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USTR Requests Four Reports on AGOA Program

Tuesday, October 22, 2013
Sandler, Travis & Rosenberg Trade Report

The Office of the U.S. Trade Representative recently asked the International Trade Commission to prepare four reports as part of an ongoing agency effort to assess the impact of the African Growth and Opportunity Act on the economies of sub-Saharan Africa and identify factors that have impacted trade, investment and the economic climate in the region. The first report will assess (1) AGOA trade performance, utilization and competitiveness factors; (2) the effects of the preference program on the business and investment climate in sub-Saharan Africa; and (3) current or potential reciprocal trade agreements between sub-Saharan African and non-sub-Saharan African partners and the relationship of these agreements to the objectives of AGOA. This report will cover the period 2000 through 2013 and will normally be made available to the public in its entirety in about six months.

The USTR has also requested the ITC to prepare three confidential reports, including an assessment of the economic effects of providing duty-free treatment for imports from AGOA beneficiary countries on both U.S. industries producing like or directly competitive products and U.S. consumers. This assessment will cover articles already eligible for duty-free treatment under AGOA as well as the probable impact of providing similar treatment to all other articles.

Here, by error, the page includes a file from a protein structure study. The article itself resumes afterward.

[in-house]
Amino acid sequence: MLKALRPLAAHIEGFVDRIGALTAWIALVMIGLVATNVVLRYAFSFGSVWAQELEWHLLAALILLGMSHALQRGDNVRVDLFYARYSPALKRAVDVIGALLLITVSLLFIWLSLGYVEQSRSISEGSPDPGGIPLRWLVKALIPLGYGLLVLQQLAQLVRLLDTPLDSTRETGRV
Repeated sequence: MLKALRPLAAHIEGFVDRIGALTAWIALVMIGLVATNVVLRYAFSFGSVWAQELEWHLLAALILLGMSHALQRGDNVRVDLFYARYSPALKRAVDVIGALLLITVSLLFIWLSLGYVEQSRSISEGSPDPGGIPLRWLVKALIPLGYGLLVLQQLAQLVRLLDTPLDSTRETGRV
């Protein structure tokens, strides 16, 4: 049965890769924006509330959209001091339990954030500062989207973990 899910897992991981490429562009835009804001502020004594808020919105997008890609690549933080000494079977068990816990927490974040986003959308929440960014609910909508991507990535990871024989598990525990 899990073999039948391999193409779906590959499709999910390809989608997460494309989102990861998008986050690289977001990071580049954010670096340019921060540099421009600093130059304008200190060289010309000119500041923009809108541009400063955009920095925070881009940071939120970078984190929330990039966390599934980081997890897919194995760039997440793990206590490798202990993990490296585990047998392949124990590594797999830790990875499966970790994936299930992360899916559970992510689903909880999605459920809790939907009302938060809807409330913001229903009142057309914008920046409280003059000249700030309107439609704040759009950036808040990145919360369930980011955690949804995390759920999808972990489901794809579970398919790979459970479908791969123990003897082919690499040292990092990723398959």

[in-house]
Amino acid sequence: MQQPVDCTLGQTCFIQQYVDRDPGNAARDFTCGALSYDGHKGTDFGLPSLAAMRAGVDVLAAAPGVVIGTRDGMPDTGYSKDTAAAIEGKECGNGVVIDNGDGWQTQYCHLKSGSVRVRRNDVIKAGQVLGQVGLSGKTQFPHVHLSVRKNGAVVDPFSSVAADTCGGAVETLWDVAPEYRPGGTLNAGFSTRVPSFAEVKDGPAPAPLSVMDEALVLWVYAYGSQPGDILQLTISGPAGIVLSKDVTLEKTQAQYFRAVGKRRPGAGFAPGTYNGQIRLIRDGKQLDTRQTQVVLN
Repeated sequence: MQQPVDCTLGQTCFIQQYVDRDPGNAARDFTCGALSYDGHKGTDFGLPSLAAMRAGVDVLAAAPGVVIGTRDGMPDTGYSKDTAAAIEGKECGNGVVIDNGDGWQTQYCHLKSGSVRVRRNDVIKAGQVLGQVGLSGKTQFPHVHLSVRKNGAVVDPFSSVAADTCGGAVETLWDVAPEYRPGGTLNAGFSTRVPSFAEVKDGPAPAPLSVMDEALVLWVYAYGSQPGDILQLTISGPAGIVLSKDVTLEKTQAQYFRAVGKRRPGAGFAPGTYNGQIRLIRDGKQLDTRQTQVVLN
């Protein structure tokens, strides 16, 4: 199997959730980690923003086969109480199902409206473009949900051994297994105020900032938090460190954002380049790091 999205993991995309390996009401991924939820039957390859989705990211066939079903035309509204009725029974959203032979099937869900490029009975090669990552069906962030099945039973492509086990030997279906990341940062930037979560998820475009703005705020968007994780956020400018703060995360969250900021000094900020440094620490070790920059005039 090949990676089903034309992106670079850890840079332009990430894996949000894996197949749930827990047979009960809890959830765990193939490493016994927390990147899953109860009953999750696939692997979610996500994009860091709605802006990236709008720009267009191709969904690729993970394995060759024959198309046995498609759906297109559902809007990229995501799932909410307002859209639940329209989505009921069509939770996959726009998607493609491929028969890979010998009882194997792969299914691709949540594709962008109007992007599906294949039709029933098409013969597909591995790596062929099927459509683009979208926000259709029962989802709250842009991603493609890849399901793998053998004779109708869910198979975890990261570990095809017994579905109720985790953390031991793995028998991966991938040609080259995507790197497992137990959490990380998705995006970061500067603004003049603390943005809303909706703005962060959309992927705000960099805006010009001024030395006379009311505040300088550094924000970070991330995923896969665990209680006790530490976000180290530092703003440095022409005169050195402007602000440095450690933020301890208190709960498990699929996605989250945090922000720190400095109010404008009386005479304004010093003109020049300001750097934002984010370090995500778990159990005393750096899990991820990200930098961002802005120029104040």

The second confidential report will seek to identify (1) possible changes to the AGOA rules of origin that could have the potential to promote regional integration and increase exports to the U.S. and (2) the leading manufactured or processed goods (non-petroleum) that might benefit from such changes. Finally, the ITC has also been asked to prepare an analysis of the impact of the EU-South Africa Free Trade Agreement on U.S. exports to South Africa. Among other things, this analysis will identify the U.S. sectors/products with potential for increased U.S. exports if South Africa were to reduce its MFN tariffs for those U.S. products to the tariff levels of the EU-South Africa FTA.

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